Alleging voter fraud associated with mail-in ballots is a dangerous far-right conspiracy theory in the United States, but in an election that has a disappointing result for liberals those mail-in ballots suddenly become problematic. Hungarian Prime Minister Viktor Orbán won a crushing victory in the country’s April 3 parliamentary elections, but liberals abroad are doing everything they possibly can to invalidate that victory by implying that it was somehow stolen or manipulated.
Mail-in ballots, voter ID now suspect
One of the main points being made against the fairness of the election is the fact that Hungary allows mail-in ballots without requiring photo ID to obtain them.
This is a very valid point, but if the mainstream media admits that this is a legitimate concern in Hungary, why can’t it be a legitimate concern in Pennsylvania and Michigan?
The Organization for Security and Co-operation in Europe deployed a comprehensive monitoring mission to Hungary for the election, a very aggressive move for an election in a European Union member state.
Despite this, and despite their strong desire to find proof of fraud, the mission concluded that voters in Hungary were given real options and that the election was not rigged against the opposition.
They did declare that it may be problematic that the vast majority of the mainstream media in Hungary is friendly to Orbán and is owned by a relatively small group.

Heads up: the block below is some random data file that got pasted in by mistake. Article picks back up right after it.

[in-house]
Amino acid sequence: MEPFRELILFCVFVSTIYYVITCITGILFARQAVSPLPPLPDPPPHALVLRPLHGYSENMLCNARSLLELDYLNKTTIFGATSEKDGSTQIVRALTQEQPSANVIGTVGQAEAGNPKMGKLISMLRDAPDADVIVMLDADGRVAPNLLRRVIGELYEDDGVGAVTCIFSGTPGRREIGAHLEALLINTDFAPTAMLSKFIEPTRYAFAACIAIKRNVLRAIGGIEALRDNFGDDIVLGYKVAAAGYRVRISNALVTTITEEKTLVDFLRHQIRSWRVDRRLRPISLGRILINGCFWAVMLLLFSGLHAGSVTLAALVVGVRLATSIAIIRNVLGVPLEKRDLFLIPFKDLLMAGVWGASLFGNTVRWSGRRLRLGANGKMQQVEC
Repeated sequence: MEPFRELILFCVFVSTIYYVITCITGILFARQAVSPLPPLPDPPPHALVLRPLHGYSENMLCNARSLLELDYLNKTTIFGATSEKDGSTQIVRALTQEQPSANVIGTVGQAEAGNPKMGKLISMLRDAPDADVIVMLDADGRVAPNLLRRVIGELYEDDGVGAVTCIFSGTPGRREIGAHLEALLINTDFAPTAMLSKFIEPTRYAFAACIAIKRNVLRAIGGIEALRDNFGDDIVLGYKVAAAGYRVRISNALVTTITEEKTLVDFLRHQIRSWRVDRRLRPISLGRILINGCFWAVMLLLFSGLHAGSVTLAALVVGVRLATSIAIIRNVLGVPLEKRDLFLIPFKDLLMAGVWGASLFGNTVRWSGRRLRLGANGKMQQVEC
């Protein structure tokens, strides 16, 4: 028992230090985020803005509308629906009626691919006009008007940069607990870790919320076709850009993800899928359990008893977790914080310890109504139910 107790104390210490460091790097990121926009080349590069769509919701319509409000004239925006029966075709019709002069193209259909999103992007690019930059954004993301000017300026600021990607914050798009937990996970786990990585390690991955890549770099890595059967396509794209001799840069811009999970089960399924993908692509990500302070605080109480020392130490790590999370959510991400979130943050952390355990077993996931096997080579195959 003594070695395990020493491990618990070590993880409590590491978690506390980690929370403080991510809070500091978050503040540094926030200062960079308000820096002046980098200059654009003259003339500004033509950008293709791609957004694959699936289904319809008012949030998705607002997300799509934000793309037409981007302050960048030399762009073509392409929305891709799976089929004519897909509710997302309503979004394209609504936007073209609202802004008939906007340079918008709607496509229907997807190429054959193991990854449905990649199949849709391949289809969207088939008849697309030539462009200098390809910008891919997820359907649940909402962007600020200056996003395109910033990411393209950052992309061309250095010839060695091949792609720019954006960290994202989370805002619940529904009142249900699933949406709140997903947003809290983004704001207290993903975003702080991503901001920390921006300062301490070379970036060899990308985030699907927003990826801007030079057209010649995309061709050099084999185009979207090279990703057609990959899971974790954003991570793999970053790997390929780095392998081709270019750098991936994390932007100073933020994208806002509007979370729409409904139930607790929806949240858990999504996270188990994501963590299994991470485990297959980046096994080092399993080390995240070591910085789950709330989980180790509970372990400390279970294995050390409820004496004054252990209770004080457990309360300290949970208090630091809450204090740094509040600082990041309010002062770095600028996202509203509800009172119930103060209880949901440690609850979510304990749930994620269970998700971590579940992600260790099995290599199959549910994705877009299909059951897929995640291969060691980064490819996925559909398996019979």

They also said that, while this gave Orbán an advantage, his opponents had free access to friendly media outlets that had large audiences and were not suppressed or restricted.
What about other elections?
Mail-in ballots, no photo ID requirement, and a preponderance of biased media outlets owned by a small cohort of wealthy individuals: is this Hungary or is it the United States?
If these things are enough to warrant suggestions of a stolen election in Hungary then why can they not possibly be suggested as a source of potential voter fraud in another country?
Assuming that liberal use of mail-in ballots is by default a reason to suspect fraud, the only thing that exempts the United States from the same allegations is the assumption that it cannot happen here.
Unless one seriously wants to argue that American politicians are inherently more honest and virtuous than politicians anywhere else, the allegations directed against Orbán in Hungary deserve to be reflected back to the United States.
The difference primarily is that the Hungarian prime minister is widely loathed by liberals, and the idea that the democratic process might fairly reelect him makes them extremely uncomfortable.
Joe Biden was supposed to defeat Donald Trump. If there was anything suspicious with the mail-in ballots in 2020 it could be safely disregarded; democracy was being “fortified.” These things only become problematic when democracy chooses the wrong leader.